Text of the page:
If girlfriend is not listed on bank account, she shouldn't spend late son's money
Q: My son recently died. His girlfriend, who lived with him, said he told her he would take care of her for the rest of her life. There's nothing in writing that says this. She has his debit card and is using it. I am not sure, but I thought if a family member dies, the money in the person's bank accounts belonged to the next of kin. There is a large amount of money missing, but I don't know if my son used it to pay other debts. How do I clear this up?
A: If her name is not on the bank account, then most likely she doesn't have the right to help herself to the money. Your son's assets are supposed to be used to pay his final expenses and his creditors. Anything left over would go to the beneficiaries of his will or, if he didn't have a will, to his next of kin according to state law.
It's time to call an attorney familiar with probate in your state to walk you through the next steps. As angry as you might be with the girlfriend, consider staying on good terms if you possibly can, since you probably will need access to his home and his records to settle the estate.
Q: I read your recent response to the lottery winner. You made some really good comments and suggestions. However, you suggested that the person seek out a trustworthy, fee-only financial planner.
I am a certified public accountant. As you know, CPAs have historically been one of if not the most trusted advisers. I do get defensive when I read articles such as yours because never do people suggest that a CPA be consulted in situations such as these. In my opinion, financial planners do not have the overall breadth of experience and knowledge of the income tax and estate tax ramifications of decisions that need to be made.
A: If you're holding yourself out as an expert in financial planning, you'd better be one.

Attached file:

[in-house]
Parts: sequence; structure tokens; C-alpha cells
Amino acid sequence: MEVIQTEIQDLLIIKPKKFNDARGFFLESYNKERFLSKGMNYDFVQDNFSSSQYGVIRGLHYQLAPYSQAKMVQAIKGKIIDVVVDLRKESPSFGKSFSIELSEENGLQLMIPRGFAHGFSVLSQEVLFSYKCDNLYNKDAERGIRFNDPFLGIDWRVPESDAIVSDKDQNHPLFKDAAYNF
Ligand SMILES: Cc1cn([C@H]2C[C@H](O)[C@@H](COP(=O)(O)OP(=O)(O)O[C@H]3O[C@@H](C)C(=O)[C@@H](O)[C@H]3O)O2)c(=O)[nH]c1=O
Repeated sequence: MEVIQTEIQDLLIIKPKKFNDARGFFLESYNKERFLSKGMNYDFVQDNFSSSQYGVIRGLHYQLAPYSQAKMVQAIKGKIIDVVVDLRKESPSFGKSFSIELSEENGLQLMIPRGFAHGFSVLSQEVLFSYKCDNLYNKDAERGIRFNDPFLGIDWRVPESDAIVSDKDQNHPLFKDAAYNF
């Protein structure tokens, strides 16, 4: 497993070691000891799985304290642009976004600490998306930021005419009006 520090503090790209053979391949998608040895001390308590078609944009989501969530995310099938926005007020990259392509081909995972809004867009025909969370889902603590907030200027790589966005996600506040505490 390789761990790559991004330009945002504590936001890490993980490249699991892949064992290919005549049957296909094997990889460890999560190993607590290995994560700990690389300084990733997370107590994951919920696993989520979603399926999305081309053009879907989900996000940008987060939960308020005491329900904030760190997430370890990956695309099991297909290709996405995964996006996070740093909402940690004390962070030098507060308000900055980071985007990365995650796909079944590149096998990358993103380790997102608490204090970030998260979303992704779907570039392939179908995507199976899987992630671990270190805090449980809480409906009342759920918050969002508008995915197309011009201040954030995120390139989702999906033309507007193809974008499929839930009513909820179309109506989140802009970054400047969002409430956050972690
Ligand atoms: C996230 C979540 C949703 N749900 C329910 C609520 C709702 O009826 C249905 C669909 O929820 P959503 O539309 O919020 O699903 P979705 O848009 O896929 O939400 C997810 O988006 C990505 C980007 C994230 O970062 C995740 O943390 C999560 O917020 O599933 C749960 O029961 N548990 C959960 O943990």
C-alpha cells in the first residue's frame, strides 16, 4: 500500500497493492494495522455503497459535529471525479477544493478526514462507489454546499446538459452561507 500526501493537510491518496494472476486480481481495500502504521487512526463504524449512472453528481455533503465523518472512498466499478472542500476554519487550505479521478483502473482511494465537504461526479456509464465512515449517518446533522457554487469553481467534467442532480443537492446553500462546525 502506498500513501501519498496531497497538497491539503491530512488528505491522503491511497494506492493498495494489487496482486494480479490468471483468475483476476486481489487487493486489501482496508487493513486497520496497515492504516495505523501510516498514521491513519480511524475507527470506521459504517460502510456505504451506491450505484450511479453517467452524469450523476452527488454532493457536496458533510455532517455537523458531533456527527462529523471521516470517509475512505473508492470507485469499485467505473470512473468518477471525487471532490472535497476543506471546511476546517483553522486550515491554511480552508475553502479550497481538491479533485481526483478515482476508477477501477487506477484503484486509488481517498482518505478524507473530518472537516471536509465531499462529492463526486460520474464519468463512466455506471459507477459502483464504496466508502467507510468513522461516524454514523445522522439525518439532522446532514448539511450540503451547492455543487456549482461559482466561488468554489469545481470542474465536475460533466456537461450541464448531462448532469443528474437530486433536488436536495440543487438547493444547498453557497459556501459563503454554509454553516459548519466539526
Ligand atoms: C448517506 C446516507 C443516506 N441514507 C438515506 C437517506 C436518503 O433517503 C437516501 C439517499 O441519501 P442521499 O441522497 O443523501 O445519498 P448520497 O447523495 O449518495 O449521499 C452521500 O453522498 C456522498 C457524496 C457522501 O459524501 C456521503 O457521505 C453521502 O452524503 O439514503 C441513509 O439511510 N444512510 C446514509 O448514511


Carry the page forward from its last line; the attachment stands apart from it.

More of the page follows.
There's no question that CPAs are tax experts. But how knowledgeable are you about investments? Insurance, including life, health, disability and long-term care? Retirement savings and income planning? Education planning and funding? Social Security, Medicare and Medicaid? Employee benefits, retirement plan selection and business succession planning?
Those are only a few of the dozens of topics that a certified financial planner is required to know. CFPs are expected to look at clients' entire financial picture and understand how the pieces should best work together. They are supposed to know that taxes may be a factor in many financial planning decisions, but taxes shouldn't be the only or even the driving factor in any of them.
CFPs may not be able to match your breadth or depth of knowledge in your area, but that's why they would refer clients to certified public accountants for detailed help with those issues. They also would know when to get estate-planning attorneys involved, and insurance agents and so on.
Some CPAs do become comprehensive financial planners by earning the personal financial specialist or PFS credential, which is similar to the CFP. The additional training and experience helps them understand how taxes fit into their clients' larger financial picture. It also helps them know what they don't know, so they know when to consult more knowledgeable experts for help.
Liz Weston is a personal finance columnist for NerdWallet. Questions may be sent to her at 3940 Laurel Canyon, No. 238, Studio City, CA 91604, or by using the "Contact" form at asklizweston.com. Distributed by No More Red Inc.